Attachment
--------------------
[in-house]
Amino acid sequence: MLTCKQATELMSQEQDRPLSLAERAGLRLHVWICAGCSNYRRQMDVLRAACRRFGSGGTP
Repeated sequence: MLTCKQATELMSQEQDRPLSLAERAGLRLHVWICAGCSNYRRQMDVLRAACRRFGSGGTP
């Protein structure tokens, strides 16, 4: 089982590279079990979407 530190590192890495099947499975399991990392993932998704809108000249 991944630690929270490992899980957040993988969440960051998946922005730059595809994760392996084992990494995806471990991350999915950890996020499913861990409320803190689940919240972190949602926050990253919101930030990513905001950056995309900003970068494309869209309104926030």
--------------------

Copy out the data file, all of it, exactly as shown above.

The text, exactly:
[in-house]
Amino acid sequence: MLTCKQATELMSQEQDRPLSLAERAGLRLHVWICAGCSNYRRQMDVLRAACRRFGSGGTP
Repeated sequence: MLTCKQATELMSQEQDRPLSLAERAGLRLHVWICAGCSNYRRQMDVLRAACRRFGSGGTP
């Protein structure tokens, strides 16, 4: 089982590279079990979407 530190590192890495099947499975399991990392993932998704809108000249 991944630690929270490992899980957040993988969440960051998946922005730059595809994760392996084992990494995806471990991350999915950890996020499913861990409320803190689940919240972190949602926050990253919101930030990513905001950056995309900003970068494309869209309104926030």